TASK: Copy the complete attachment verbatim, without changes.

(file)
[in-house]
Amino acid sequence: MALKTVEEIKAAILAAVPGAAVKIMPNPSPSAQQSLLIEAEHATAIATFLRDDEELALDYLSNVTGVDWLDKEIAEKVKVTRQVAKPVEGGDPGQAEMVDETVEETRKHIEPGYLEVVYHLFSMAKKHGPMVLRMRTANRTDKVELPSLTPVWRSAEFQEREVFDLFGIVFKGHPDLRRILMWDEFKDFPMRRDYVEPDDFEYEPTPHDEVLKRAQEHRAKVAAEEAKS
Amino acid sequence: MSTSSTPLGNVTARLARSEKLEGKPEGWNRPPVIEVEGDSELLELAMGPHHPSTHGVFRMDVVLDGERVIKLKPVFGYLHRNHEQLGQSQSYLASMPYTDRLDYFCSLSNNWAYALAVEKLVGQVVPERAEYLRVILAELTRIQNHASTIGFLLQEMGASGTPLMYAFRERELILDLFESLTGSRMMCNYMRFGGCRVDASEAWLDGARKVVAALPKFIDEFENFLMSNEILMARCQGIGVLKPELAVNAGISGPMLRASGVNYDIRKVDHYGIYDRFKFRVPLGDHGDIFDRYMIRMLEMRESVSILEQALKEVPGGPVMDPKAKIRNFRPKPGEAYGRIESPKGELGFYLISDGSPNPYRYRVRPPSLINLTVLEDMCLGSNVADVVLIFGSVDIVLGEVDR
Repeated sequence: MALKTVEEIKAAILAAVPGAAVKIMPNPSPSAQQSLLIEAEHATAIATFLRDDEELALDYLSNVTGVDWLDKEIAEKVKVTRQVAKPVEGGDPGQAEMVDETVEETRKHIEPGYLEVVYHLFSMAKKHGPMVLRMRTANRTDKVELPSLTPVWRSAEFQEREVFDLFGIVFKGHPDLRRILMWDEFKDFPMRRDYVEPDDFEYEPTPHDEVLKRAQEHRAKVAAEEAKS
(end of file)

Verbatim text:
[in-house]
Amino acid sequence: MALKTVEEIKAAILAAVPGAAVKIMPNPSPSAQQSLLIEAEHATAIATFLRDDEELALDYLSNVTGVDWLDKEIAEKVKVTRQVAKPVEGGDPGQAEMVDETVEETRKHIEPGYLEVVYHLFSMAKKHGPMVLRMRTANRTDKVELPSLTPVWRSAEFQEREVFDLFGIVFKGHPDLRRILMWDEFKDFPMRRDYVEPDDFEYEPTPHDEVLKRAQEHRAKVAAEEAKS
Amino acid sequence: MSTSSTPLGNVTARLARSEKLEGKPEGWNRPPVIEVEGDSELLELAMGPHHPSTHGVFRMDVVLDGERVIKLKPVFGYLHRNHEQLGQSQSYLASMPYTDRLDYFCSLSNNWAYALAVEKLVGQVVPERAEYLRVILAELTRIQNHASTIGFLLQEMGASGTPLMYAFRERELILDLFESLTGSRMMCNYMRFGGCRVDASEAWLDGARKVVAALPKFIDEFENFLMSNEILMARCQGIGVLKPELAVNAGISGPMLRASGVNYDIRKVDHYGIYDRFKFRVPLGDHGDIFDRYMIRMLEMRESVSILEQALKEVPGGPVMDPKAKIRNFRPKPGEAYGRIESPKGELGFYLISDGSPNPYRYRVRPPSLINLTVLEDMCLGSNVADVVLIFGSVDIVLGEVDR
Repeated sequence: MALKTVEEIKAAILAAVPGAAVKIMPNPSPSAQQSLLIEAEHATAIATFLRDDEELALDYLSNVTGVDWLDKEIAEKVKVTRQVAKPVEGGDPGQAEMVDETVEETRKHIEPGYLEVVYHLFSMAKKHGPMVLRMRTANRTDKVELPSLTPVWRSAEFQEREVFDLFGIVFKGHPDLRRILMWDEFKDFPMRRDYVEPDDFEYEPTPHDEVLKRAQEHRAKVAAEEAKS